Imagine a city that has approximately 10,000 “residents” and is geographically larger than Los Angeles.
The city has more than 2.5 million square feet of managed facilities.
Its annual number of visitors exceeds its number of “residents.”
It has nearly 400 miles of roadway that are used daily by thousands of passenger vehicles, large trucks to transport 10,000 freight items a month and by the 1,500 pieces of heavy equipment that the city owns and operates.
Traversing the city are 246 miles of electrical power lines with 6,000 power poles, along with 100 miles of waterlines used to carry the 321 million gallons of water used per year.
Naturally, the city is well equipped to provide 24-hour emergency operations, with 104 emergency response vehicles, three fire stations and hundreds of personnel trained to respond to any type of fire or public safety concern.
With more than 500 square miles of secure wireless communication services, thousands of computers, servers and mobile devices, and more than 7 million electronic records, many containing sensitive and protected information, the city must ward off upward of 16 million cyberattacks per month.
Now imagine that your organization is responsible for maintaining all of these critical infrastructure services. And do so while performing the work safely and in a compliant manner and working to maximize cost savings and avoidance.
Managing this “city” is quite a feat.
This is the everyday job of the employees of Mission Support Alliance (MSA). Since joining the team in February, I have been impressed with the high caliber of work that MSA employees perform in support of the Hanford cleanup mission. Through strong partnerships, ongoing innovation and alignment to cleanup priorities, MSA has demonstrated consistently dependable performance. We continue to safely provide the best in critical infrastructure services, such as roads and transportation services; electrical and water services; facility maintenance; emergency response (fire and patrol) services; network and software engineering; cybersecurity and records management; as well as environmental compliance and clean energy solutions.
Using the word “critical” in regards to these services isn’t just semantics. Without infrastructure and the other work we perform, cleanup at Hanford would come to a halt. Through MSA’s integration of services, we are able to create efficiencies in service, identify cost savings and successfully address the needs of the cleanup contractors to do our part to accelerate and expand cleanup.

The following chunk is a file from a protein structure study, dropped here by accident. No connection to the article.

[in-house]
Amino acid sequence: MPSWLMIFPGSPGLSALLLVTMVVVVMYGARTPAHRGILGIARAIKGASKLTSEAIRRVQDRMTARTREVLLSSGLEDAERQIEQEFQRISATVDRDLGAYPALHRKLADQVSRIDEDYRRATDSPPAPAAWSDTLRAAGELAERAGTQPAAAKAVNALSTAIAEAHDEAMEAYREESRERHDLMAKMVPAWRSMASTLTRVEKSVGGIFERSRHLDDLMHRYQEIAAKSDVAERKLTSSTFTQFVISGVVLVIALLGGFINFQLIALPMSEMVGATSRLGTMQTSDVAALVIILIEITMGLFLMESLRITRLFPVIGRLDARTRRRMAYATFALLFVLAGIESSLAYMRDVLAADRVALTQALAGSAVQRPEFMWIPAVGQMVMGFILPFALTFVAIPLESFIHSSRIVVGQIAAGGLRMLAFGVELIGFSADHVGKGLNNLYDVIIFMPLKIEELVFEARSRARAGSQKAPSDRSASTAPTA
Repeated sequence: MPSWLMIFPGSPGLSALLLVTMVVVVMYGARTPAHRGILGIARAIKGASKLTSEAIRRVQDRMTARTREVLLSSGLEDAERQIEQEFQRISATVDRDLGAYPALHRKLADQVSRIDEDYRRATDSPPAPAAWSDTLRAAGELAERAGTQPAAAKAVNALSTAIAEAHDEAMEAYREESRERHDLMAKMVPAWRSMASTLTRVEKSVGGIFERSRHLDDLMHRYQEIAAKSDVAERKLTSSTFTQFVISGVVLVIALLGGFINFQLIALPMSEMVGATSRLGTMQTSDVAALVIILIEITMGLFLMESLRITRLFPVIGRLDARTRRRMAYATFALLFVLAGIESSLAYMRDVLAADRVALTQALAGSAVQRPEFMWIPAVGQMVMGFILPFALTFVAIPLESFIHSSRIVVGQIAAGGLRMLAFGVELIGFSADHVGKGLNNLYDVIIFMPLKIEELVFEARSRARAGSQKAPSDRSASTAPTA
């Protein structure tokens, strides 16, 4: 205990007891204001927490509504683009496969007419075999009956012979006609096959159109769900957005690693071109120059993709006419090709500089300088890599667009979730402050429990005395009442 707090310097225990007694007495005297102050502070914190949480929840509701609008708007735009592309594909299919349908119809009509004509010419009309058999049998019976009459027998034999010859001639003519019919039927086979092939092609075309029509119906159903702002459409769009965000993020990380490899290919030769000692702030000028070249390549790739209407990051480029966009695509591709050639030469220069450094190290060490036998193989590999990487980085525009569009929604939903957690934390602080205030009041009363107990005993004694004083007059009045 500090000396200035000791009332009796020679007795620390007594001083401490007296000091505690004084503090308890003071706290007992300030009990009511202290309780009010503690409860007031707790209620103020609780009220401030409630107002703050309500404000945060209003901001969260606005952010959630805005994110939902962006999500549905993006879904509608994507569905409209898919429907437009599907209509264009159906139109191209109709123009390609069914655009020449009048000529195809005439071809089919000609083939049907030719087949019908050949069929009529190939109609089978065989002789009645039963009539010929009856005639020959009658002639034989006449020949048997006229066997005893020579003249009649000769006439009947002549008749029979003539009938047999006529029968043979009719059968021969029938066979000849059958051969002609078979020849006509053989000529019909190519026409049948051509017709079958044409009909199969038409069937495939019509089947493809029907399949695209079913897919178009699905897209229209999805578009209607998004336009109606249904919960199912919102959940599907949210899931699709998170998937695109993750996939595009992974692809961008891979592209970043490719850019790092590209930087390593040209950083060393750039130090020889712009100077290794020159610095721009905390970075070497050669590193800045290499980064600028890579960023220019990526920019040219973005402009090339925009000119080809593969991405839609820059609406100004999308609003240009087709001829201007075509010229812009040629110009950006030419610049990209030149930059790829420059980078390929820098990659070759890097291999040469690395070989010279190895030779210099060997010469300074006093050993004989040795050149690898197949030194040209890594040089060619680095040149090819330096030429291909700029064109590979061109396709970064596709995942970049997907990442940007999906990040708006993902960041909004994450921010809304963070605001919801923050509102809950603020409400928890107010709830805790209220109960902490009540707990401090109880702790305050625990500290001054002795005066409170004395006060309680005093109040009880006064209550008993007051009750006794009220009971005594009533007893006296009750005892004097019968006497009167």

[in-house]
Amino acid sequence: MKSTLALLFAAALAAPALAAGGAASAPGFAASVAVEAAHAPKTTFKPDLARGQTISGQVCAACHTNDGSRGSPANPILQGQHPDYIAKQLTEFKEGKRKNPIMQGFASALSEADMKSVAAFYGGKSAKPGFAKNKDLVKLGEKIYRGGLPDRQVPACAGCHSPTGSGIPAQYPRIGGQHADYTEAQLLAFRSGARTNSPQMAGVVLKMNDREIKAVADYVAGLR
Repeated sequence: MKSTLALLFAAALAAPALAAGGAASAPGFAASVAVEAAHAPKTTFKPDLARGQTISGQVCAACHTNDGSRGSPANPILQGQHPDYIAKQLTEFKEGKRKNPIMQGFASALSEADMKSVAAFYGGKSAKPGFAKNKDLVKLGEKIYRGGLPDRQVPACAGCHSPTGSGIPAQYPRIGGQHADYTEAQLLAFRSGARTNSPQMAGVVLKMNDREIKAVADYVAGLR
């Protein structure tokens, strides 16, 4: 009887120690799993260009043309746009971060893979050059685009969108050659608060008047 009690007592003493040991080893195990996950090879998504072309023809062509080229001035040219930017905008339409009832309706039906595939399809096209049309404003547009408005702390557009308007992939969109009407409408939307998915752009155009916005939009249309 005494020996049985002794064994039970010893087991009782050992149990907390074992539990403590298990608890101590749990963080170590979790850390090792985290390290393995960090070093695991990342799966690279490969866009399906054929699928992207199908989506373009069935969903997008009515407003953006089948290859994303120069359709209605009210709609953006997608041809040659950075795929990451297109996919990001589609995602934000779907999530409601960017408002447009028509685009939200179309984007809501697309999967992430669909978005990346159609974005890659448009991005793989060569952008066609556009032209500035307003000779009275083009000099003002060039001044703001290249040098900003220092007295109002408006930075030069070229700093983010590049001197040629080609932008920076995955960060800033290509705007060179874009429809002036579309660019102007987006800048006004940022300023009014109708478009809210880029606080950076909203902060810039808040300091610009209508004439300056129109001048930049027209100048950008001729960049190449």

Among our successes in 2014 were:
• Unsealing and inspection of the F Reactor, the first in a series of five inspections of cocooned reactors.
• Transitioning the 300 Area electrical power to the city of Richland.
• Assuming the 300 Area water and sewer scope from Washington Closure Hanford.
• Quick response to incidents, including a 1,300-acre fire, several waterline breaks and unplanned electrical outages.
• More than $61 million in cost savings and avoidance.
Just as we support the cleanup mission here at Hanford, MSA and our employees also make a huge impact in our community, providing monetary and in-kind volunteer support to local causes. We are proud to support organizations such as the Reach, the Children’s Reading Foundation of the Mid-Columbia, ARC of Tri-Cities, the Tri-Cities Cancer Center Foundation, TRIDEC, March of Dimes, Junior Achievement, the STEM Foundation and the Red Cross.
MSA’s commitment to this community and to supporting Hanford’s core mission is steadfast. As we continue to move the mission forward, MSA will work toward modernizing and right-sizing the infrastructure, continuing to lead site-wide integration, and becoming a national leader in clean energy as we prepare for the future for this “city” we call the Hanford Site.
I am honored to be leading the MSA team, and I look forward to becoming engaged with all that this community has to offer.
Visit us at http://msa.hanford.gov/msa.